“Some people choose to do a frozen transfer because they want to have the embryos tested through PGT, where the embryo’s chromosomes are checked before the transfer, “Dr. Sarajari explains. “If that’s done, then the embryos need to be frozen because it takes a while to get the results back from those tests. Couples might also choose a frozen embryo transfer for convenience. For example, patients might have a tight schedule and be unable to do a transfer within a certain time frame, so they might choose to freeze the embryos until they are ready. The other time we do a frozen versus fresh transfer is if, for example, the couple has done the reciprocal IVF with a fresh transfer and it failed. Then we usually go to a frozen transfer.”
PGT technology can help improve the odds of a successful IVF treatment. These success rates, however, are more so for couples with fertility issues and not necessarily those seeking out reciprocal IVF specifically. According to Dr. Sarajari, “Fresh and frozen transfers in that kind of setting with reciprocal IVF are similarly successful.” So if you, your partner, and your doctor choose to go the fresh or frozen route, the odds of success are high!
In reciprocal IVF, who should provide eggs, and who should carry them?
Going into reciprocal IVF, you and your partner might already know how you want to share the responsibilities of making your baby. You might even plan to take turns if you want more than one child. Remaining flexible, however, is really important during the family planning process, and reciprocal IVF is no exception. You just never know what will be the best option for your success rate.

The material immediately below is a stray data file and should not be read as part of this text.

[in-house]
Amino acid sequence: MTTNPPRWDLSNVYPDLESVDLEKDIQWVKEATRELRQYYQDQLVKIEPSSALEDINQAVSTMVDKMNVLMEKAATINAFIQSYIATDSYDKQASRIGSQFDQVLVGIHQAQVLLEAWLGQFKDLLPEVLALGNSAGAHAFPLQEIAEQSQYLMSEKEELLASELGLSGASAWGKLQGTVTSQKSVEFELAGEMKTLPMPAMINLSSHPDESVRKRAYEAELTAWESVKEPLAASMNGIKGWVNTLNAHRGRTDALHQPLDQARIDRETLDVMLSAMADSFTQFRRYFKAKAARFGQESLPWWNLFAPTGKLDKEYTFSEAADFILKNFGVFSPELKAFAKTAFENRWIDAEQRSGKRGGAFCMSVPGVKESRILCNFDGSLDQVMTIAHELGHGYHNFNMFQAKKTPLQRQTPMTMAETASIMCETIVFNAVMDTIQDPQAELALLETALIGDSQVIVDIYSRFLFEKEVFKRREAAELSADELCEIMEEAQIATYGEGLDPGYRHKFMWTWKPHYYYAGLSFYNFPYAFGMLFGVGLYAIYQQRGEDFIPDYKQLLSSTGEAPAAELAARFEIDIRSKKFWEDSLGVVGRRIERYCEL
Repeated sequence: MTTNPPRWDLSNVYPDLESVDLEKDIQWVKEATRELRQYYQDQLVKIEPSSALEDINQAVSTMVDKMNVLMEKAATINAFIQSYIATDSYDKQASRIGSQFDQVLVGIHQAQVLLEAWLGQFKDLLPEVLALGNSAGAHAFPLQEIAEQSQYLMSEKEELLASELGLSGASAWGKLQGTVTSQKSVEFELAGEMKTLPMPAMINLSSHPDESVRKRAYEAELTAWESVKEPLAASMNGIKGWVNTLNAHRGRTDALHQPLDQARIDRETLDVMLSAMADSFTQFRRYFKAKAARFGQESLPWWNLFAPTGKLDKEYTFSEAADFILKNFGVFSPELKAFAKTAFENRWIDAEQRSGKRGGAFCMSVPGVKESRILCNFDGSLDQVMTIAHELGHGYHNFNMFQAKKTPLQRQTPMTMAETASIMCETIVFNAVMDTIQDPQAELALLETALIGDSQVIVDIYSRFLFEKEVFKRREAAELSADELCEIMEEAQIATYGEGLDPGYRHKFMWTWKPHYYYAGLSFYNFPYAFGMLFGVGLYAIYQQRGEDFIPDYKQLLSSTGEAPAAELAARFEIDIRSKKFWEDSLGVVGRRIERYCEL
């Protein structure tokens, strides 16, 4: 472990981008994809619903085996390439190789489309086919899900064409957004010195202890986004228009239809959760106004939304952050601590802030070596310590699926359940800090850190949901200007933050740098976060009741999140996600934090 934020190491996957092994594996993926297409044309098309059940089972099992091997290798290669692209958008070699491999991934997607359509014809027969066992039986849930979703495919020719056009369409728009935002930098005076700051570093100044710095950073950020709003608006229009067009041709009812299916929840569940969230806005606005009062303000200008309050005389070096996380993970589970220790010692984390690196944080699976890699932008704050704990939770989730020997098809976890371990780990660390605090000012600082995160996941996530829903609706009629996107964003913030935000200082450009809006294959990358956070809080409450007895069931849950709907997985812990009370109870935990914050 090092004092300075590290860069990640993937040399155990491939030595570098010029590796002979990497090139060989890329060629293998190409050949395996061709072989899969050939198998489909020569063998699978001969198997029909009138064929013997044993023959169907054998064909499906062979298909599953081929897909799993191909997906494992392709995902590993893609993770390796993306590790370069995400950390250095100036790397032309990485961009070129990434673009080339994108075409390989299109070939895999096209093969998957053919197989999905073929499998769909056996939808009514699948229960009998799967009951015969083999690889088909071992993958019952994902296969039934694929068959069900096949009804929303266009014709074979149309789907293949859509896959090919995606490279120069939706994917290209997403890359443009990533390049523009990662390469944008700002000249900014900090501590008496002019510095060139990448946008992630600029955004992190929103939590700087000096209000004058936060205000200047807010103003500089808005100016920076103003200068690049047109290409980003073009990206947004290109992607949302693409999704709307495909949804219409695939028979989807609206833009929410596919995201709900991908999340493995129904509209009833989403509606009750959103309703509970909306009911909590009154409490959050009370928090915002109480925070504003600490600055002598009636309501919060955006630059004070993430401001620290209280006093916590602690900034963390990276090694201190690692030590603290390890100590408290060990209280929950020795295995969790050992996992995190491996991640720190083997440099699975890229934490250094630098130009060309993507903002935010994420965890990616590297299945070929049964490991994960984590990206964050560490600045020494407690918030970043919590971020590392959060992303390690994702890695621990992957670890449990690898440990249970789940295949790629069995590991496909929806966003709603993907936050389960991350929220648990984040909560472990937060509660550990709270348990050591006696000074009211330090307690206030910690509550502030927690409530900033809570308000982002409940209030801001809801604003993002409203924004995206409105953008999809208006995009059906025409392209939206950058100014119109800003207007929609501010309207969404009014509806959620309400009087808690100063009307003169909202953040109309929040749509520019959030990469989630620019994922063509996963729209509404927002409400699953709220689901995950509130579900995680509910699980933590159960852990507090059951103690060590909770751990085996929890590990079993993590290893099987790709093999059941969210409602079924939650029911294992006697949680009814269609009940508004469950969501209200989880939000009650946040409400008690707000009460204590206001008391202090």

“When couples first come in, both partners undergo complete fertility testing. We check their ovarian reserve—their quality and quantity of eggs—and then we also check their uterus and its ability to carry a pregnancy,” Dr. Sarajari explains. “Depending on those results, we usually recommend the person with the ovarian reserve of healthier eggs to be the egg provider and the one with the healthier uterus—no fibroids, no polyps or other uterine issues—to be the carrier. Even if patients come in with their minds made up on who they want to provide eggs and be the carrier, we still run the tests and advise them as best as possible.”
The decision might also come down to age. The success rate of IVF is heavily based on the age of the individual providing the eggs. For instance, if providing eggs, those younger than 35 years of age typically have better success rates. After 35, the number and health of your eggs begin to decline, affecting the health of a potential embryo.
Is reciprocal IVF right for you and your partner?
Reciprocal IVF is a wonderful opportunity for many LGBTQ+ couples to both be deeply and personally connected to the creation and growth of their child.
“It is super important to all our patients and the LGBTQ+ community to keep all these options—standard IVF, reciprocal IVF, IUI, etc—open and accessible. And we, at Dominion Fertility, beautifully based right here near Washington D.C., go down to the Capitol each year to talk to the senators and our representatives to make sure that the laws to protect fertility care for all families are preserved and passed. We actively lobby for our patients,” says Dr. Sarajari of her work outside of the clinic.
If you and your partner are considering starting a family and you both want to be involved, speak with your doctor about your options. Reciprocal IVF might just turn out to be the best one for you!
Brighid Flynn is a freelance writer based in Philadelphia where she lives with her husband and puppy. She is just beginning her journey toward motherhood.